4. BEDTIME
I used to love going to bed because it meant I could stop going through my times tables. 8 x 7 is 56, but if you didn”€™t say it fast enough you had to do a dozen more including that dreaded 13 x 13, which I had to work out aloud every night. “€œOK, first I”€™m going 13 x 10,”€ I”€™d say nervously, “€œand now I”€™m adding 13 three times,”€ to which my father would reply, “€œNo you”€™re no. That’s bloody ridiculous. You know 12 x 12 is 144, so just blah blah blah,”€ then my mind would start dreaming of my sheets which I no longer cared were not the Star Wars kind.

5. TOYS
I think my mom might have had a doll when she was growing up but all my dad had were these short cylindrical wood blocks his father used at the printing press to keep the newspaper rolls in place. He didn”€™t even know they weren”€™t toys until he invited a friend to play with his cool toys and his friend said, “€œThese aren”€™t toys!”€

When I would ask them for the awesome action figures I saw on commercials, it was like I was asking to have a chandelier installed in my room. Going to a friend’s house and seeing all his incredible Star Wars stuff was like visiting FAO Schwarz on “€œEverything is Free”€ day. Not only did they have all the figures, they had Millennium Falcons and Death Stars in which to put them. I was in awe.

They even thought the Six Million Dollar Man doll was too expensive but after a year of begging, I got his boss for Christmas. That’s right, his BOSS. Oscar Goldman was the guy who gave Steve Austin his assignments and he came with a desk and a cardboard façade of an office. Oscar also had an exploding briefcase but that came separately so I didn”€™t get it.

I recently asked my mother if I ended up with Goldman because it was near Christmas and all the Six Million Dollar Men were sold out or was it because he was cheaper and she said, “€œI have no idea what you”€™re talking about.”€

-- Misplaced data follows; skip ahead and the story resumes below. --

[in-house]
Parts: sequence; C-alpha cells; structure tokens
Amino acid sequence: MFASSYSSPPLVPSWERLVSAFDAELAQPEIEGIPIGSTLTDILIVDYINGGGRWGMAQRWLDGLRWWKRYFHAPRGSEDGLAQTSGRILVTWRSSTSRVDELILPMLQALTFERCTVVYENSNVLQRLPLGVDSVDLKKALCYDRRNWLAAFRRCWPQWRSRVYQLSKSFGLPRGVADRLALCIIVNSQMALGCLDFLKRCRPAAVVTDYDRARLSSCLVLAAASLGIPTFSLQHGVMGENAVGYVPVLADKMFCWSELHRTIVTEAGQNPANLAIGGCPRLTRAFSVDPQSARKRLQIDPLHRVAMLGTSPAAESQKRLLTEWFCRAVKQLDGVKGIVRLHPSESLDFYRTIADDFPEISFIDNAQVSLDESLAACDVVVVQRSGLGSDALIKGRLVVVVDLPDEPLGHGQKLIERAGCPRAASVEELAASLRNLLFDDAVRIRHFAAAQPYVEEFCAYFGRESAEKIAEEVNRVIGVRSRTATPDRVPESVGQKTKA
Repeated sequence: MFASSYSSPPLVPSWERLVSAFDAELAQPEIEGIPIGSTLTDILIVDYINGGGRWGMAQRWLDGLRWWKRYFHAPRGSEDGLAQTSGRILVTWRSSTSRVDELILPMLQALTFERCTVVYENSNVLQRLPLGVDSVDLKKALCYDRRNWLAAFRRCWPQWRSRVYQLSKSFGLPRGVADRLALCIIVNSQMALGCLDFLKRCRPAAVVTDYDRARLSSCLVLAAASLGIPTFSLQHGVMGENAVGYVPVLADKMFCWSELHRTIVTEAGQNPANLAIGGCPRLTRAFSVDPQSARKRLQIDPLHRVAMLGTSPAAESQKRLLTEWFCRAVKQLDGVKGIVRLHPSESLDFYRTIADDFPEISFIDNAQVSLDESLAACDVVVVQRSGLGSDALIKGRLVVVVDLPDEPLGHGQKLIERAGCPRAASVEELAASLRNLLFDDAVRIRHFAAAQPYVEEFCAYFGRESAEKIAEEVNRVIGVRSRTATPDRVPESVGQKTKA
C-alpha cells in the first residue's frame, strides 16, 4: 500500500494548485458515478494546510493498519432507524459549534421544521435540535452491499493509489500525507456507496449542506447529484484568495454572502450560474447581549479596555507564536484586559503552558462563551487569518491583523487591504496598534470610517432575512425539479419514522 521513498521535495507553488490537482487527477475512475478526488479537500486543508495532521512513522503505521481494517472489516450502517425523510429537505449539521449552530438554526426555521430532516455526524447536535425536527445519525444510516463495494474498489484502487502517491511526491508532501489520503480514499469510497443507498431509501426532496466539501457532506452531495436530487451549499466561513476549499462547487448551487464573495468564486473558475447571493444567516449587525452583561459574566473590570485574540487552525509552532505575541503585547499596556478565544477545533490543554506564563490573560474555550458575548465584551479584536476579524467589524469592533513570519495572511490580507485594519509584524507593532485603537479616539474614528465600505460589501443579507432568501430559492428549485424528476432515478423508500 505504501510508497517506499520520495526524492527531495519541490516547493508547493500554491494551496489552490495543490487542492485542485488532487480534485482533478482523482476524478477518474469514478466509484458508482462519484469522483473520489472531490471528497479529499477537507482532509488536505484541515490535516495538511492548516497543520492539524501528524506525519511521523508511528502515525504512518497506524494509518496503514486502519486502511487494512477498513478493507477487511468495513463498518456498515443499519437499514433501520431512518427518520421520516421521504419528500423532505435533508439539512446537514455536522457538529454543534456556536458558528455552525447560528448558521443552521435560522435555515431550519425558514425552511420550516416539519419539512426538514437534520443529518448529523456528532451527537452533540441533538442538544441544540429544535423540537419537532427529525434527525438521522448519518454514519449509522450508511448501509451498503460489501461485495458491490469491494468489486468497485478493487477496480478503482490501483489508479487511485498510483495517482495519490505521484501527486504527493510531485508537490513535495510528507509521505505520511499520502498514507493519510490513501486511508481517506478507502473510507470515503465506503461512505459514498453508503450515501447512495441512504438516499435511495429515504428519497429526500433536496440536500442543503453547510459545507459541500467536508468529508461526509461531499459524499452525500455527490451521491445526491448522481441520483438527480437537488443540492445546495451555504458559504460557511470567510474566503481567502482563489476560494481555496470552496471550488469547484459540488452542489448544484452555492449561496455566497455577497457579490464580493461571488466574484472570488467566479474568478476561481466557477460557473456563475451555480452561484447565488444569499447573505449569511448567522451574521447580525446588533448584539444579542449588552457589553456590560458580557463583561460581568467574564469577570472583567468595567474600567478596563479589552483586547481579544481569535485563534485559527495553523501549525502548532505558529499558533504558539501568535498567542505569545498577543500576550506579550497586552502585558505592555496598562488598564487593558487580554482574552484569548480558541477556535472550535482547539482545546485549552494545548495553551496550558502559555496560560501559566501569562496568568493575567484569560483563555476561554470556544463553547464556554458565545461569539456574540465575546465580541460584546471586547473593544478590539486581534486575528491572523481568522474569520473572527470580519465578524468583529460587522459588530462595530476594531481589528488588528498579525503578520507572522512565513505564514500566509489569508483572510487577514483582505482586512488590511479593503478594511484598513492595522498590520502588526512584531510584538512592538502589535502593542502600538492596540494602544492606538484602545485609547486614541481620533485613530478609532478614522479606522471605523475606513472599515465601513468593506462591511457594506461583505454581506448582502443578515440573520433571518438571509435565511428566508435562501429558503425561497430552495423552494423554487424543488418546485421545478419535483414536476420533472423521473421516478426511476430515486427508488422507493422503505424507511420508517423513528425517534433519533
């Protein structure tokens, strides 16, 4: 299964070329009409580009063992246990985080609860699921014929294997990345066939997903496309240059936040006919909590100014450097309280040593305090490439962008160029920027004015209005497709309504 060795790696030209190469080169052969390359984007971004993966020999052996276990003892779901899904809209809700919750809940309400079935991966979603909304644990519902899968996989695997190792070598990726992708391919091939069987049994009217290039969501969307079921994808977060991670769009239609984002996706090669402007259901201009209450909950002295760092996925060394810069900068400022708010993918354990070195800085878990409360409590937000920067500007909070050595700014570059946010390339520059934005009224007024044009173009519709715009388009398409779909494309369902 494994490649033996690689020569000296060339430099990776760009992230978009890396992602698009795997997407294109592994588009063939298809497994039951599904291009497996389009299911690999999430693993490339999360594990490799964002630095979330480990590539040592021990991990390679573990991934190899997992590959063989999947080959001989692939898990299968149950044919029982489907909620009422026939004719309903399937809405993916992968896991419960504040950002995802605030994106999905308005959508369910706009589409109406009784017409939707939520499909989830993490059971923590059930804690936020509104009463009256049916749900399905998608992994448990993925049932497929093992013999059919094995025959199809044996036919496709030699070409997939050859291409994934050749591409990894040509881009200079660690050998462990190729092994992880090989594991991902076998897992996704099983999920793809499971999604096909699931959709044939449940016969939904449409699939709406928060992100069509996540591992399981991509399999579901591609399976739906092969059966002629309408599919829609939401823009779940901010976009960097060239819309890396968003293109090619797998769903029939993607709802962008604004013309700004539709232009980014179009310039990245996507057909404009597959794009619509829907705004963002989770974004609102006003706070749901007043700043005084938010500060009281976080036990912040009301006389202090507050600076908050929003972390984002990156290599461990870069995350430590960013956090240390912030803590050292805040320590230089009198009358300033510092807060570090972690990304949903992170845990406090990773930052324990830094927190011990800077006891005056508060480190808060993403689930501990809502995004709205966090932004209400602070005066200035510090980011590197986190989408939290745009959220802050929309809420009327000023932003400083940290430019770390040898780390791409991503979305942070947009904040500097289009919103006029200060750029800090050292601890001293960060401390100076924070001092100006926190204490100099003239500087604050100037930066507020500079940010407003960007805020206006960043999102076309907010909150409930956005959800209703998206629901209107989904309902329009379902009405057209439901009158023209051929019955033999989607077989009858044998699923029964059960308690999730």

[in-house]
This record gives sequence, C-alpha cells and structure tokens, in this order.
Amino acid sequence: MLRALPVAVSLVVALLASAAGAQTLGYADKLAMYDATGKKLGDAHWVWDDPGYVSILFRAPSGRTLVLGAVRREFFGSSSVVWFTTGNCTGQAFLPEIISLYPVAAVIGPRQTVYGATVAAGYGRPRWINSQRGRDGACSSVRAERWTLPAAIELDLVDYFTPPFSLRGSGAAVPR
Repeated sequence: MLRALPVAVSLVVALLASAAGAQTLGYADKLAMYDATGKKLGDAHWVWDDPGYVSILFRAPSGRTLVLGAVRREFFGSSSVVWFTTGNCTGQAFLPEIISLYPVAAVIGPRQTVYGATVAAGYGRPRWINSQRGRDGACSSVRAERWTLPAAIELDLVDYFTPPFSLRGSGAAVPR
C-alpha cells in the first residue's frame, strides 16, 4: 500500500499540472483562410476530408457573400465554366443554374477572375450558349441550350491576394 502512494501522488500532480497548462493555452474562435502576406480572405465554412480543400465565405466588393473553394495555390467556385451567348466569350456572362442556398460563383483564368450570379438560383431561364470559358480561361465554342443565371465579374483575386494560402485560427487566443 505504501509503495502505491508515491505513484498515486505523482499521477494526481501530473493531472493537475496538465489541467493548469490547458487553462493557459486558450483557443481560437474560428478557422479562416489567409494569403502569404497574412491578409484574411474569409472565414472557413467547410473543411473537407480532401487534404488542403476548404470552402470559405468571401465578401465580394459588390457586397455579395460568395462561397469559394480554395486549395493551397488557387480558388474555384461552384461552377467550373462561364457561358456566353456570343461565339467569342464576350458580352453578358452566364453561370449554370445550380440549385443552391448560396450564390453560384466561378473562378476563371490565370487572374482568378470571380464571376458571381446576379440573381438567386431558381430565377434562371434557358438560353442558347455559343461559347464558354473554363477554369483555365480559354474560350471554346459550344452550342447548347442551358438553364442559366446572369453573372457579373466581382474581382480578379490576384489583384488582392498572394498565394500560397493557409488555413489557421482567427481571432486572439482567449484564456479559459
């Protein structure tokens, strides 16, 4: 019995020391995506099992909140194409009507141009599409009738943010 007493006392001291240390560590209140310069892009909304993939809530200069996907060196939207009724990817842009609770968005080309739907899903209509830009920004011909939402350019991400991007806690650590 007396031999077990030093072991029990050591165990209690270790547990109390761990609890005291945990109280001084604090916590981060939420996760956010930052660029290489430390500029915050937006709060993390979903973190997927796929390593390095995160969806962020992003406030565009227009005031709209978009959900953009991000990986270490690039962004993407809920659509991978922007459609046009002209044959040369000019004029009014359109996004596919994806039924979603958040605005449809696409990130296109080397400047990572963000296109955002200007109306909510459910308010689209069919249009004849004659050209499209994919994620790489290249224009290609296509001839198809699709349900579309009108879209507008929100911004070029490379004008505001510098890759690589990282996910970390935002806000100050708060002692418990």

6. CLOTHING
Because my parents came from a world where you were either working class or upper class, they were very strict about clothing. In their mind, my brother and I were one jean jacket away from a life in the gutter. I drooled when I saw Dale Aiken’s Iron Maiden baseball hat and Donny Hickling’s Def Leppard shirt. In my teens, this lust exploded and I got into punk rock just to spite my parents. I wasn”€™t allowed to wear my Sex Pistols shirt to school, so I stored my punk clothes in a plastic bag in the hedges by the bus stop and would do an impromptu wardrobe change there every morning before school.

7. SLEEPING
In the daytime, my dad has an affected posh Scottish accent that sounds like Sean Connery. Things are very different at night. He talks in his sleep and his mind goes back to Glasgow’s violent slums, where his accent sounds like a cross between Groundskeeper Willie and Beelzebub. Waking him during this time is suicide as I learned in 1979 when I flashed the side table light in his face because I wanted to watch TV. (For some reason the family TV was in the bedroom, not in the living room.) In his dream, he thought going toward the light was death and someone was trying to kill him, so before I knew what was happening, a naked man had leapt out of bed, put me in a chokehold, and smashed the lamp against the wall. Uh, take it easy, guy. I”€™m just trying to watch CHiPS.